As opening day for the Museum of the American Revolution rapidly approaches, more and more of what it will offer to the public is arriving to the new building at Third and Chestnut Streets.
Late last month, Gen. George Washington's field tent, the prize of the collection, was at last installed in its hermetically sealed glass theatrical box, a dramatic display for a history-loving audience.
But the tent is just the start.
On Wednesday, at 10 a.m., timed tickets will go on sale at the museum. Adult tickets are $19; children 6 to 18 are $12; 5 and under - free. Grand opening is April 19.
And since Wednesday just happens to be George Washington's 285th birthday anniversary, the museum is having a party to celebrate. Festivities will kick off with George and Martha Washington (actually reenactors) in attendance; cake will be served; songs will be sung.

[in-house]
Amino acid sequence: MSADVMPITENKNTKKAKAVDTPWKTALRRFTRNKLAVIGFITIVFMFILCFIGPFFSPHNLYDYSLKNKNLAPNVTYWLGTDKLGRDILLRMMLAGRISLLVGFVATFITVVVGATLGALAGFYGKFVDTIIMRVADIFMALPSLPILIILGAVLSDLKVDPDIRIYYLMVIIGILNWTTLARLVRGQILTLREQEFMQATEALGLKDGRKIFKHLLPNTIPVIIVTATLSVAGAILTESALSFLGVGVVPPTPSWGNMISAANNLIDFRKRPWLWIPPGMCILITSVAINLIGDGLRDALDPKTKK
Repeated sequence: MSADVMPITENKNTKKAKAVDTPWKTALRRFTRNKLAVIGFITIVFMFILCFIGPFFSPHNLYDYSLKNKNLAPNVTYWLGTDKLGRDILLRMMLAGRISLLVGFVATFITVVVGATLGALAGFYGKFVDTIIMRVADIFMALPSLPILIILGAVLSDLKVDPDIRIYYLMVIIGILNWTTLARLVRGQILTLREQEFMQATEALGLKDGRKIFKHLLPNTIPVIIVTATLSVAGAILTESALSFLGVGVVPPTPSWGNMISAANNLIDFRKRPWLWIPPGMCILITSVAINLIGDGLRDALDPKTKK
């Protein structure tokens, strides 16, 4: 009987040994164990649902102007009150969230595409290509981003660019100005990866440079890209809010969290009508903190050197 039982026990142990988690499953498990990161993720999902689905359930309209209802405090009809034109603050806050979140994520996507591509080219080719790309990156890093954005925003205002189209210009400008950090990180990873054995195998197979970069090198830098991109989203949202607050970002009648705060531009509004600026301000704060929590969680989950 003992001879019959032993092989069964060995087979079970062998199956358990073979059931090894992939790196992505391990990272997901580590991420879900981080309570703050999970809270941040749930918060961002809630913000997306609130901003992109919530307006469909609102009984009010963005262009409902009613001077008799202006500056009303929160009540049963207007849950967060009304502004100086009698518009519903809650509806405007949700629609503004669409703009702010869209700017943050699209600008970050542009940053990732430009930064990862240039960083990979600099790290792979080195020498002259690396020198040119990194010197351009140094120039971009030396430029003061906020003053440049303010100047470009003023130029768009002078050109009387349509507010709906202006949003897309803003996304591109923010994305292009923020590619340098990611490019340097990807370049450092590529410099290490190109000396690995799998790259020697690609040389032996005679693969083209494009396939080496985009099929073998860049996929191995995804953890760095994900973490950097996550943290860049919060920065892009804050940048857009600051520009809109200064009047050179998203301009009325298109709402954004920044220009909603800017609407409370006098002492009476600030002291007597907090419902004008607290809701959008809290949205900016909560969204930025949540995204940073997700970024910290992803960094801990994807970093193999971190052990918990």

"It's going to be very celebratory," said a museum spokeswoman. "This will be the first time people will have been able to come inside the museum."
Festivities will be confined to the first floor, while on the second floor, some unusual displays are being installed - cast resin figures representing the famous and not-so-famous of the revolutionary epoch.
One tableau, composed of multiple life-size figures, features George Washington breaking up a snowball fight in Harvard Yard. Another scene depicts the famous Peale brothers - James and Charles Willson - reunited after months of war. Other scenes involve British cavalry troops in the South and a sailor inviting visitors to hang King George.
"It's another storytelling tool," the spokeswoman, Alex McKechnie said. "These are real events, real historic moments, real people."
The Inquirer and Daily News will be following the installation of Philadelphia's newest museum and will provide photo updates over the course of the next couple of months.